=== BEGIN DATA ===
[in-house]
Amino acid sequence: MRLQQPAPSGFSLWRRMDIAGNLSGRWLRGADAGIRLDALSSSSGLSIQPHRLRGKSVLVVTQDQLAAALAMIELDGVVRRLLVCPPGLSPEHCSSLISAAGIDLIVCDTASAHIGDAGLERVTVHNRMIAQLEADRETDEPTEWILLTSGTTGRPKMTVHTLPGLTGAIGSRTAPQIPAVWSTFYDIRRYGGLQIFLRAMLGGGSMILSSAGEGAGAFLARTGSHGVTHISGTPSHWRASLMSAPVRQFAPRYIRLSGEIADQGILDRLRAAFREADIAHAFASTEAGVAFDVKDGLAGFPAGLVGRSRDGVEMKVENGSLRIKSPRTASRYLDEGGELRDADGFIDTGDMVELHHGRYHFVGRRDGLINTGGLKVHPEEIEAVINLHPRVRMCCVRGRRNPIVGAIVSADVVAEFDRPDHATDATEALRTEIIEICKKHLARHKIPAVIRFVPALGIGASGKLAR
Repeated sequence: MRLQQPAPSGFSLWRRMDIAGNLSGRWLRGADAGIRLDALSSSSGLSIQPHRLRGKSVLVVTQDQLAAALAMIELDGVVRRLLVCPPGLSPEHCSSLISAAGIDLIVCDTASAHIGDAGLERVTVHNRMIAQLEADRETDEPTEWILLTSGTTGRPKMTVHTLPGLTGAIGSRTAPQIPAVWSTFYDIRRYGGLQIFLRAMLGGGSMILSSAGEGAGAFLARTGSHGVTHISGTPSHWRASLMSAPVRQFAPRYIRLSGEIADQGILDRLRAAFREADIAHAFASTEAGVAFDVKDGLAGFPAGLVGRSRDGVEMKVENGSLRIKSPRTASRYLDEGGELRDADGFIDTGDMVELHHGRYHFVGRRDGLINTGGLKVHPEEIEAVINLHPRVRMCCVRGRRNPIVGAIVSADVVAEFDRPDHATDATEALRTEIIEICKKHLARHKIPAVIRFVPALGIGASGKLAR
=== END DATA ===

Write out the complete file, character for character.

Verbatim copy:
[in-house]
Amino acid sequence: MRLQQPAPSGFSLWRRMDIAGNLSGRWLRGADAGIRLDALSSSSGLSIQPHRLRGKSVLVVTQDQLAAALAMIELDGVVRRLLVCPPGLSPEHCSSLISAAGIDLIVCDTASAHIGDAGLERVTVHNRMIAQLEADRETDEPTEWILLTSGTTGRPKMTVHTLPGLTGAIGSRTAPQIPAVWSTFYDIRRYGGLQIFLRAMLGGGSMILSSAGEGAGAFLARTGSHGVTHISGTPSHWRASLMSAPVRQFAPRYIRLSGEIADQGILDRLRAAFREADIAHAFASTEAGVAFDVKDGLAGFPAGLVGRSRDGVEMKVENGSLRIKSPRTASRYLDEGGELRDADGFIDTGDMVELHHGRYHFVGRRDGLINTGGLKVHPEEIEAVINLHPRVRMCCVRGRRNPIVGAIVSADVVAEFDRPDHATDATEALRTEIIEICKKHLARHKIPAVIRFVPALGIGASGKLAR
Repeated sequence: MRLQQPAPSGFSLWRRMDIAGNLSGRWLRGADAGIRLDALSSSSGLSIQPHRLRGKSVLVVTQDQLAAALAMIELDGVVRRLLVCPPGLSPEHCSSLISAAGIDLIVCDTASAHIGDAGLERVTVHNRMIAQLEADRETDEPTEWILLTSGTTGRPKMTVHTLPGLTGAIGSRTAPQIPAVWSTFYDIRRYGGLQIFLRAMLGGGSMILSSAGEGAGAFLARTGSHGVTHISGTPSHWRASLMSAPVRQFAPRYIRLSGEIADQGILDRLRAAFREADIAHAFASTEAGVAFDVKDGLAGFPAGLVGRSRDGVEMKVENGSLRIKSPRTASRYLDEGGELRDADGFIDTGDMVELHHGRYHFVGRRDGLINTGGLKVHPEEIEAVINLHPRVRMCCVRGRRNPIVGAIVSADVVAEFDRPDHATDATEALRTEIIEICKKHLARHKIPAVIRFVPALGIGASGKLAR